Cameroon ex-pat founds global charity
A NEW global charity is being launched in Bolton to help some of the world’s poorest communities to a sustainable future — thanks to the experiences of one man.
Franklin Paterson has lived in the town since 2007, when he came to study at the University of Bolton.
He was born in Cameroon, in west central Africa, the youngest of six children in a family struggling to survive.
Mr Paterson said: “From the age of six I was earning money to help my mother get food for the family.
“She was on her own with us and we had no money. So, outside of school, I used to work for local businesses selling barbe-cue plantain (a type of banana) and got about £1 a time, which was used to feed my family.”
Mr Paterson did well at school and applied to come to the UK to study, choosing Bolton for his management and quantity surveying degree course.
He was successful in his studies, added a further year at the University of Central Lancs in Preston, and settled in Bolton, where he now has a daughter.
Mr Paterson said: “I always wanted to help people in poorer countries to be sustainable, to create jobs and businesses for a better future.”
As a result, he established The Gold Foundation to create funding to make this happen.
He gathered around him a local team, which includes established charity workers like Cath Whittaker and Janet Thompson, and they approached businesses and organisations to create an initial sum of £6,000 to pay towards a national fundraising campaign.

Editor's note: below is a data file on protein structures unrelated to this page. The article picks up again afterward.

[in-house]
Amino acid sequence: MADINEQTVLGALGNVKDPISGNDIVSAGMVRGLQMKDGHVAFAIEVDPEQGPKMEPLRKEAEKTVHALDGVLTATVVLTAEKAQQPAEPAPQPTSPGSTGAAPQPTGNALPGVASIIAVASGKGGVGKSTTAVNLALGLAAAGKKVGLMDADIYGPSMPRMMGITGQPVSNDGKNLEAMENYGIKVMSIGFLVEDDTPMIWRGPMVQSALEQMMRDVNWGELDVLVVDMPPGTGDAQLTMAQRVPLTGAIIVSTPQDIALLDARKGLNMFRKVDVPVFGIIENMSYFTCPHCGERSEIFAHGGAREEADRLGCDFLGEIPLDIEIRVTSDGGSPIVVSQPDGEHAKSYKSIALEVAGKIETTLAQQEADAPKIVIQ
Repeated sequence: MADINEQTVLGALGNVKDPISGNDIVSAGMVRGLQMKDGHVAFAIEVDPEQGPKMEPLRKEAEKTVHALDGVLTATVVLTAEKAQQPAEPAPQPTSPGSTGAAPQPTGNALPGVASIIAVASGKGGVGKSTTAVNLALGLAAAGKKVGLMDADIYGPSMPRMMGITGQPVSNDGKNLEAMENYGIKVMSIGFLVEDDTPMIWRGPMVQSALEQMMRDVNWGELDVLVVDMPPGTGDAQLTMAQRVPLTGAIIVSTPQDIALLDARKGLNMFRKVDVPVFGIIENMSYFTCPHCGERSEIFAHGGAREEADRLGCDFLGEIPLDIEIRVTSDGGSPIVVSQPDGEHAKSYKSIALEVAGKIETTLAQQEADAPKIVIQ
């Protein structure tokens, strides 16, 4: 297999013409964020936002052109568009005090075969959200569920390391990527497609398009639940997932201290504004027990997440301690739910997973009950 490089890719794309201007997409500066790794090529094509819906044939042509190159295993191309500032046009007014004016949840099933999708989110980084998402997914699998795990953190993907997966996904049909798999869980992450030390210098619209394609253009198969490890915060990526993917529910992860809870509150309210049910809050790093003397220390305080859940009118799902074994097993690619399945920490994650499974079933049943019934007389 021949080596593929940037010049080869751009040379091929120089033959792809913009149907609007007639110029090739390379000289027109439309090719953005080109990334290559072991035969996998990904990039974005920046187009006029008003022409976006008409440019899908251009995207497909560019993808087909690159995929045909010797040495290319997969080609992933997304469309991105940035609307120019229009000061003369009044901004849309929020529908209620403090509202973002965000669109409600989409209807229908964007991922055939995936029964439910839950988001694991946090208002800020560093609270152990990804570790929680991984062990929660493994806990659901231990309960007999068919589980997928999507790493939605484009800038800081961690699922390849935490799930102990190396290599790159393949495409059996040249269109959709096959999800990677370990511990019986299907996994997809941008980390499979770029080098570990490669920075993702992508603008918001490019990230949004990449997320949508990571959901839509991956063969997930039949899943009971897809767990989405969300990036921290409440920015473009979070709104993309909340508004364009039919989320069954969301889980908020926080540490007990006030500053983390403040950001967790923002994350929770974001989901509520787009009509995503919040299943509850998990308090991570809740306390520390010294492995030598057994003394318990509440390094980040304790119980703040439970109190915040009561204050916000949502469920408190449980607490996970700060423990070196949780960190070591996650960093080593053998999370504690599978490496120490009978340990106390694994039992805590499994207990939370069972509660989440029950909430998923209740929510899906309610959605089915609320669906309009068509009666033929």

“The idea is to give people skills — including literacy and numeracy where necessary as well as other skills — to help with self-development,” added Mr Paterson, now aged 30.
“We have identified 10 of the poorest places in the world and in each one we are linking up with local charities to help people use what is available to them in that area.
“We find the finances to help them establish ways of being sustainable long-term, rather than constantly giving to any particular area.”
The idea has already caught the imagination of local business people like Mark Pollitt from communications’ company Digicomm BCS and Barclays Bank, both of which are Foundational Sponsors.
Mrs Whittaker added: “We have been amazed by the response.
“People are being very supportive and genuinely interested.”
As well as needing donations and financial support, The Gold Foundation is also collecting unwanted ICT equipment that can be recycled to send to the communities which are being helped.
“Within the next two years, we also plan to create teams of young people aged between 18 and 24 to become involved in dealing with the ICT scheme,” said Mr Paterson.
To find out more about the charity go to thegoldfoundation.org.uk or call 0300 800 0013.
Comments are closed on this article.